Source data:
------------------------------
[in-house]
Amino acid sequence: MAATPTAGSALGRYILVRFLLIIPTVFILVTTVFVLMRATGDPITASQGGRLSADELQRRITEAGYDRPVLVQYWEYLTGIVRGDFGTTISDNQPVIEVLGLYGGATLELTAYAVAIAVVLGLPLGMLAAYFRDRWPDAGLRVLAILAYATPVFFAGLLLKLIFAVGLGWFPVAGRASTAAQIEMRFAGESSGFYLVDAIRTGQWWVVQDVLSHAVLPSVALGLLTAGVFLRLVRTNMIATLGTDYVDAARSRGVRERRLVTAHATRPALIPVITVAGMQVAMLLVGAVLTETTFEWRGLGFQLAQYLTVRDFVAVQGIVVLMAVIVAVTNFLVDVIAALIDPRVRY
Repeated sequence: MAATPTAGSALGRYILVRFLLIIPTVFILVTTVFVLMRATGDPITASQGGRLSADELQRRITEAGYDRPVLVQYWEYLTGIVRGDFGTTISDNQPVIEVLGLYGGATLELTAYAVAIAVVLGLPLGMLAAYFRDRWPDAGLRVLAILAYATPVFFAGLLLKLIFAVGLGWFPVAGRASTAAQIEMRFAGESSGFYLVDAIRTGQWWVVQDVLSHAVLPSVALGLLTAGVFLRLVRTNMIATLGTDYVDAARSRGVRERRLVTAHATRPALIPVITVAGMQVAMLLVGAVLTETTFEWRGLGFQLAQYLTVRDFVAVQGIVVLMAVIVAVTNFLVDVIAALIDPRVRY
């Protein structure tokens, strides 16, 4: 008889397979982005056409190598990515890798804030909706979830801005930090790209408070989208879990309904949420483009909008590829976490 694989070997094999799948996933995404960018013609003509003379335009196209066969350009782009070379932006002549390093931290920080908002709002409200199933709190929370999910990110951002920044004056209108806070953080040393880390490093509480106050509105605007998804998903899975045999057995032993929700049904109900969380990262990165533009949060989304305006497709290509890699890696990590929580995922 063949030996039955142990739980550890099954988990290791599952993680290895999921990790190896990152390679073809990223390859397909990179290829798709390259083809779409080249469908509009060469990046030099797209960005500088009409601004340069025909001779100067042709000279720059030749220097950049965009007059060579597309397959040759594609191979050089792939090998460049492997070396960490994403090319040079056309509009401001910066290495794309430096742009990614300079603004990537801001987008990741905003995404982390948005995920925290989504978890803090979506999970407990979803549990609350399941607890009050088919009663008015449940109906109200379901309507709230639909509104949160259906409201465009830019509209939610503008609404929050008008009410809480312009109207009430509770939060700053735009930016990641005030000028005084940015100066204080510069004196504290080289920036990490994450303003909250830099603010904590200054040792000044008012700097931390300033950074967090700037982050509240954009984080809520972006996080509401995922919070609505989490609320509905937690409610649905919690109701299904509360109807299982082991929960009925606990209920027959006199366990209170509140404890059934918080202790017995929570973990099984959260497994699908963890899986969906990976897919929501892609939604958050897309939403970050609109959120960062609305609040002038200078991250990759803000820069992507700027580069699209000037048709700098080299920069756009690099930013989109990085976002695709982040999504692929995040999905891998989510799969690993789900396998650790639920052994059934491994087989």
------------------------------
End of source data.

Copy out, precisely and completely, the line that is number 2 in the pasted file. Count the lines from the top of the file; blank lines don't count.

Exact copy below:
Amino acid sequence: MAATPTAGSALGRYILVRFLLIIPTVFILVTTVFVLMRATGDPITASQGGRLSADELQRRITEAGYDRPVLVQYWEYLTGIVRGDFGTTISDNQPVIEVLGLYGGATLELTAYAVAIAVVLGLPLGMLAAYFRDRWPDAGLRVLAILAYATPVFFAGLLLKLIFAVGLGWFPVAGRASTAAQIEMRFAGESSGFYLVDAIRTGQWWVVQDVLSHAVLPSVALGLLTAGVFLRLVRTNMIATLGTDYVDAARSRGVRERRLVTAHATRPALIPVITVAGMQVAMLLVGAVLTETTFEWRGLGFQLAQYLTVRDFVAVQGIVVLMAVIVAVTNFLVDVIAALIDPRVRY